Key differences between the CBSE and IB curriculum
|   Jun 20, 2014
Key differences between the CBSE and IB curriculum

When it comes to picking the right education path for your child, it is as confusing and important as choosing the right investment portfolio for the future. India offers a myriad of options in terms of education boards and each has their own set of advantages and disadvantages. For the parent, it is of utmost importance to comprehend fully what each board offers, measure the abilities and interests of the child, and then make an informed decision.

And to make this task slightly less worrisome, here is an all you need ready reference to the differences between the two main boards in India – CBSE and IB.

About the boards


  • Stands for the Central Board of Secondary Education and falls under the Union Government of India.
  • Formed in 1962 by the NCERT (National Council of Educational Research and Training), it remains the most popular board in India with more than 9000 public and private schools following it.
  • The board is known for its quality education and conducts yearly exams including the “All India Senior School Certificate Examination” (AISSEC) for the 10th and 12th standards, the AIEEE for various engineering and architecture colleges across India and the AIPMT (All India Pre Medical Test) for admissions to major medical colleges in the country. 


  • Stands for the International Baccalaureate and was founded in 1968 by the International Education Foundation, headquartered in Geneva.
  • It has been adopted by almost 146 countries around the world and is divided into three stages. The first being the PYP (Primary Years Programme extending from kindergarten to class 5). The second being MYP (Middle Years Programme extending from class 6 to class 10). And the third being the DP (Diploma Programme covering classes 11 and 12).
  • It is known for a holistic approach and variety of subjects offered in the course.



  • Nationally recognized by private and public schools and universities across India.
  • Internationally recognized by all institutions of higher studies (Except Cambridge and medicine courses in some international universities).


  • Nationally recognized by private schools affiliated to IB. Recognized by the “Association of Indian Universities” as an entry qualification to all universities.
  • Internationally recognized by all institutions of higher studies (Except Cambridge).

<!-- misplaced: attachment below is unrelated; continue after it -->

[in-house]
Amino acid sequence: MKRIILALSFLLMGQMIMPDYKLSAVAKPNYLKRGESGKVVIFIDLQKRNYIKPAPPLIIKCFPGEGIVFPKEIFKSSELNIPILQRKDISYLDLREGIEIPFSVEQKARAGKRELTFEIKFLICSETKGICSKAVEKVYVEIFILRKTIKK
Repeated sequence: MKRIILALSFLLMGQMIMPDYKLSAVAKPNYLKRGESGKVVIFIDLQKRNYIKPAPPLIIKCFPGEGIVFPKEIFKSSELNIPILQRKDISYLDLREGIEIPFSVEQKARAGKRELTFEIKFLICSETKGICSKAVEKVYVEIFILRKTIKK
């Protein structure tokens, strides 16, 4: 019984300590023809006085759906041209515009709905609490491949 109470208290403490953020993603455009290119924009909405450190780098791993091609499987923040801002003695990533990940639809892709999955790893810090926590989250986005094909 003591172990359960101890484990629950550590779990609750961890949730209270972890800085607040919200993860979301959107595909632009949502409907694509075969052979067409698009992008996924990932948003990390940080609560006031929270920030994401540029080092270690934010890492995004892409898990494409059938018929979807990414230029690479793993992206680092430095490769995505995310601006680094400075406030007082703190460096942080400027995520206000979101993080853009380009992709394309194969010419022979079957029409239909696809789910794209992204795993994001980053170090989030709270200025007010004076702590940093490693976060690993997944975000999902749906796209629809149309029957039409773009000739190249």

Note: Admissions for universities situated in the USA are based on SAT scores. Students of both Boards stand an equal chance, depending on their SAT scores.

The Educational Approach 


  • The main focus of the board is on the subjects of math and sciences, with emphasis on application of knowledge.
  • The approach is more theoretical and promotes an intellectual spirit amongst the students. The examinations are designed to test both memory and speed.
  • The syllabus is highly structured and controlled with prescribed books and portions to be covered.
  • All national entrance examinations are conducted according to the syllabus of CBSE.
  • After the 10th grade, students have to choose “streams” (Science, Arts & Commerce) composed of similar subjects, rather than individual subjects.


  • The main focus of the board is on intercultural awareness and developing communication skills. Humanities subjects are given as much importance as science and math.
  • The approach is more practical and promotes analytical skills amongst the students. There are no examinations till the MYP. The students are however kept busy with regular quizzes and assignments to test their knowledge.
  • The syllabus is relatively flexible, with students having the freedom to choose books. The emphasis is on exploration and questioning the world.
  • Students of IB have a slight advantage in SAT, GRE and similar exams due to their course and style of study.
  • At the 10th grade, students choose a variety of subjects and are not constrained to a single “Stream”. Three other courses are compulsory, namely Theory of Knowledge, Creativity Action & Service, and Extended Essay.

Subjects Offered


  • After 10th, the students can choose Science, Commerce or Humanities.
  • The science stream offers -  
              - For the medical group: English, Biology, Physics, Chemistry and one optional subject.
              - For the non medical group: English, Math, Physics, Chemistry and one optional subject.
  • The commerce streams offers English, Accountancy, Business Studies, Economics, Management Studies and one optional subject.
  • The humanities stream offers English, Political Science/Psychology, History/Economics, Geography/Math/Home Science/Sociology/Hindi/Sanskrit etc and one optional subject.
  • The usual optional subjects are Physical Education, Fine Arts, Music and Vocal studies etc.


IB students choose one subject from each of the following six 'Subject Groups': - 

  • Group 1: First Language (English)
  • Group 2: Second Language (French, Hindi, etc).
  • Group 3: Individuals and Societies (History, Economics, Business and Management, etc).
  • Group 4: Sciences (Biology, Chemistry, Physics and Environmental Systems).
  • Group 5: Mathematics and Computer Science.
  • Group 6: Electives (either Visual Arts or a second subject from Groups 3, 4 or 5).

In addition, all DP students must study a two-year course called Theory of Knowledge (TOK); work to produce an Extended Essay (EE); and engage in Creativity, Action, and Service (CAS).

CBSE and IB curricula differ in the history, recognition, educational approach as well as the subjects offered. Each has its own advantages and disadvantages. But these key differences can help each parent channelise their thoughts productively towards making the right choice for their child.

Read More

This article was posted in the below categories. Follow them to read similar posts.
Enter Your Email Address to Receive our Most Popular Blog of the Day